Palaeontologists discover of one of the oldest carnivorous dinosaurs of the Jurassic period

Gabriel Lío

Palaeontologists discover of one of the oldest carnivorous dinosaurs of the Jurassic period which measures around 8 metres long. This discovery represents a moment of evolutionary explosion in which dinosaurs diversified. 

The new fossil, found in the Argentine province of Chubut, has revealed a mixture of lineages in this species that leads scientists to reconsider its evolution.

 "The study of the skeleton revealed a combination of very unusual characters that mixes peculiarities typical of different families of the group of tetanus, which is difficult to reconcile with the currently accepted image of the relationships between the three large groups of dinosaurs that comprise the tetanus: megalosauria, allosauria and celurosauria. This analysis leads us to rethink what we know so far about the early evolution of carnivores in the Jurassic". 

explained Diego Pol, researcher at the Argentine organism CONICET and his colleague, Oliver Rauhut from the University of Munich.

The largest predator of the time

If we were to imagine this dinosaur in real life it would be a very intimidating one. The specimen can be assigned to the tetanurans, the most prominent group of bipedal dinosaurs, which includes such emblematic representatives as Allosaurus, Tyrannosaurus Rex and Velociraptor. The oldest Tetanurans are found in the earlier Middle Jurassic, but most of the known Middle Jurassic fossils are extremely fragmentary. Hence the importance of this discovery.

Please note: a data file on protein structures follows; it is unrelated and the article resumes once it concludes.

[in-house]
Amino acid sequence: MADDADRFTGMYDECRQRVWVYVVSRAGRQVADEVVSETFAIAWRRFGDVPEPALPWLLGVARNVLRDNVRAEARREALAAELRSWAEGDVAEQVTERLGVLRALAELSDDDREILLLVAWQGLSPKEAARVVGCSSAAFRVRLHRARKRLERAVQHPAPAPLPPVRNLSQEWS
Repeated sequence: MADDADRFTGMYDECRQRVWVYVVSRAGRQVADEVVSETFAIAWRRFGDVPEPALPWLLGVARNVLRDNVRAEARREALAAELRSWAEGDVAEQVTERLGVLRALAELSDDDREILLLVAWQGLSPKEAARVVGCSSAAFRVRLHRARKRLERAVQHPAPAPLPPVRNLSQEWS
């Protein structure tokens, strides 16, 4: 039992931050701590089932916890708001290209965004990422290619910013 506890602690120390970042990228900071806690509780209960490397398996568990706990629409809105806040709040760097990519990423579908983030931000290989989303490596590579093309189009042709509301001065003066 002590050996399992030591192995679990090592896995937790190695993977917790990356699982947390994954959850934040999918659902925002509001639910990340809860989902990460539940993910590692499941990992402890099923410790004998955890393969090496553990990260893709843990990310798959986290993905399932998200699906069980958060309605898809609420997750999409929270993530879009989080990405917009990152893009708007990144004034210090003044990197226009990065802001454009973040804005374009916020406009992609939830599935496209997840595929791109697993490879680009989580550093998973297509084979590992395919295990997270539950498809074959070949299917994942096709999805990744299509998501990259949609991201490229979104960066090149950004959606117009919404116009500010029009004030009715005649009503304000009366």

The fossil probably represents the oldest known representative of one of the main lineages of carnosaurian theropod dinosaurs: the alosauroids.

A new piece of the puzzle

The fossils represent a previously unknown gender. When the fossil was discovered, 50 % of the skeleton could be recovered, with the skull and complete jaws (almost two dozen teeth were found) and the complete vertebral column, including parts of the pelvis, all the bones of both anterior extremities and parts of the legs.

According to the results of the phylogenetic analysis of the new species, all the species of the two large groups allosauroids and megalosauroids have a common ancestor that they do not share with the coelurosaurus.

 "The new taxon shows an unusual mosaic of tetanurian characters and highlights the large number of convergences in the early evolution of the group and, therefore, the resulting phylogenetic uncertainty in its early evolution," the authors explain.

Rauhut links the explosive evolution of the group with an episode of mass extinction that took place in the last stage of the lower Jurassic, some 180 million years ago. Therefore, the two experts interpret the parallel development of similar external traits in different species as an example of evolutionary experimentation during the subsequent rapid expansion and diversification of the tetanurans.

The previous extinction of potential competitors would have opened the way to new ecological niches for those who survived, and the tetanurans were apparently among them.

"This is a pattern that we also see in many other animal groups after mass extinctions. It is fulfilled, for example, for the expansion and diversification of mammals and birds after the extinction of dinosaurs at the end of the Cretaceous 66 million years ago, "concludes Rauhut.

Reference: Probable basal allosauroid from the early Middle Jurassic Cañadón Asfalto Formation of Argentina highlights phylogenetic uncertainty in tetanuran theropod dinosaurs, Oliver W. M. Rauhut & Diego PolScientific Reports 9, Article number: 18826 (2019). Nature DOI:

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